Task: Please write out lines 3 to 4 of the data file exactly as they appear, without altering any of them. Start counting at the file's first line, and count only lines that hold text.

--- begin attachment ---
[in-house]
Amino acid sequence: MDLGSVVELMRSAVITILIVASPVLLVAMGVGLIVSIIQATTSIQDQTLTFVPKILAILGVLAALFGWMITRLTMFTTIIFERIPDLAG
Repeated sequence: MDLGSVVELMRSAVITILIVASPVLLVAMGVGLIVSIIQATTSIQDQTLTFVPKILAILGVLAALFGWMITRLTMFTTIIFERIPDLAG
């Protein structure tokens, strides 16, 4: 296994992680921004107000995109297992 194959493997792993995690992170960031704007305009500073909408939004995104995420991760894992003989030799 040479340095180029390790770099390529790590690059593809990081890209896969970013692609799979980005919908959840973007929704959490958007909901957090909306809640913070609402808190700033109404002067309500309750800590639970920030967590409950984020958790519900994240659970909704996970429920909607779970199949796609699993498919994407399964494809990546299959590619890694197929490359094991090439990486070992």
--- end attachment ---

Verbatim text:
Repeated sequence: MDLGSVVELMRSAVITILIVASPVLLVAMGVGLIVSIIQATTSIQDQTLTFVPKILAILGVLAALFGWMITRLTMFTTIIFERIPDLAG
């Protein structure tokens, strides 16, 4: 296994992680921004107000995109297992 194959493997792993995690992170960031704007305009500073909408939004995104995420991760894992003989030799 040479340095180029390790770099390529790590690059593809990081890209896969970013692609799979980005919908959840973007929704959490958007909901957090909306809640913070609402808190700033109404002067309500309750800590639970920030967590409950984020958790519900994240659970909704996970429920909607779970199949796609699993498919994407399964494809990546299959590619890694197929490359094991090439990486070992």